Whether the First Amendment is consistently upheld at a university that’s home to frequent strikes and political rallies depends on who you’re talking to.
To RC Philosophy Prof. Carl Cohen, the University still has a long way to go.
A controversial figure who has taught at the University for five decades, in a panel discussion on Saturday Cohen along with several of his colleagues, said that some faculty members at the University hesitate to fully exercise their First Amendment rights.
Titled Freedom of Speech in the American University, the panel discussion held at the Residential College celebrated Cohen’s 50th year at the University. Cohen said he’s never been silenced or oppressed a day in his run at the University, but added, “I’m probably one of the bolder ones.”
The day-long celebration sponsored by the RC took off with a public panel discussion on the First Amendment, led by Wayne State University Law School Dean Frank Wu, University of Virginia Law School Prof. Kim Forde-Mazrui, U.S. District Court Judge Avern Cohn and current RC senior Samantha Woll. Cohen acted as moderator for the discussion.Panelists said the importance of free speech has shaped Cohen’s five decades at the University’s Residential College, where he has worked as an activist, social commentator and popular philosophy professor since 1955.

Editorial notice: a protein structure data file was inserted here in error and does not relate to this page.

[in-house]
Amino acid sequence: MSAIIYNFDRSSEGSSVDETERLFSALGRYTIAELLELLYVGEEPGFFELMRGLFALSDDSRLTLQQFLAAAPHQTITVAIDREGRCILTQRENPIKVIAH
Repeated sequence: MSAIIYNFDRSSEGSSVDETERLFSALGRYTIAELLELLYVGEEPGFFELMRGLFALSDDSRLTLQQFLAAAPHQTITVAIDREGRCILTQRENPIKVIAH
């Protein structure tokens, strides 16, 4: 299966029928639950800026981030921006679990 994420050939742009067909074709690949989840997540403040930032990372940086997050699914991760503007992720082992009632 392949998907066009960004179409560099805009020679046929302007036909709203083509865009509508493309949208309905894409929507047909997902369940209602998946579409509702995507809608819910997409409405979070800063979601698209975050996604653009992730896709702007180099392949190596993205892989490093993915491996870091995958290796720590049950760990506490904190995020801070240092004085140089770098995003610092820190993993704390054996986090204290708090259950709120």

He was opposed to the war in Vietnam in the 70s, according to RC Development Coordinator Craig Regester. That position, he added, was not a popular leaning at the time.
He is taking another controversial stance regarding affirmative action by supporting the Michigan Civil Rights Initiative. MCRI is a state ballot initiative that aims to end the use of affirmative action in Michigan.
“(Cohen is) unusually courageous to talk about affirmative action,” said panelist and RC alum Forde-Mazrui. “People that oppose it are often called racist.”
Although Cohen does not shy away from controversial positions, Cohn, one of the panelists at the event, said many faculty members ask themselves, ‘Will I get in trouble for this?’ before openly articulating certain viewpoints. “There’s a tremendous fear on campus to be labeled politically incorrect,” agreed a member of the audience.
“On the surface, we are free,” Cohen said. “But there are pressures of convention at the University that make people not speak out (about) some views.”
But some audience members argued that faculty members should abstain from voicing their opinions in order to maintain their objectivity in class. Panelists also debated if free speech should be allowed if it might offend members of the public.
Wayne State University Law School Dean Frank Wu said the rubric for approriate free speech is not if it offends the public. Instead Wu said approriate free speech would aim to create dialogue between people of opposing viewpoints.
A founder of the Residential College, Cohen embodies the RC’s commitment to debate and open dialogue, Regester said.
Two hundred and twenty three student members of a Facebook group “RC, The Residential College – the Best Thing to Happen to U-M Since Student Activism” seem to agree. They chose Cohen, as the mascot for their group, because he represents what the RC stands for.
Regester said, “Carl’s not afraid to take controversial positions. He encourages engaging controversy. The RC definitely supports that, because we all learn through it.”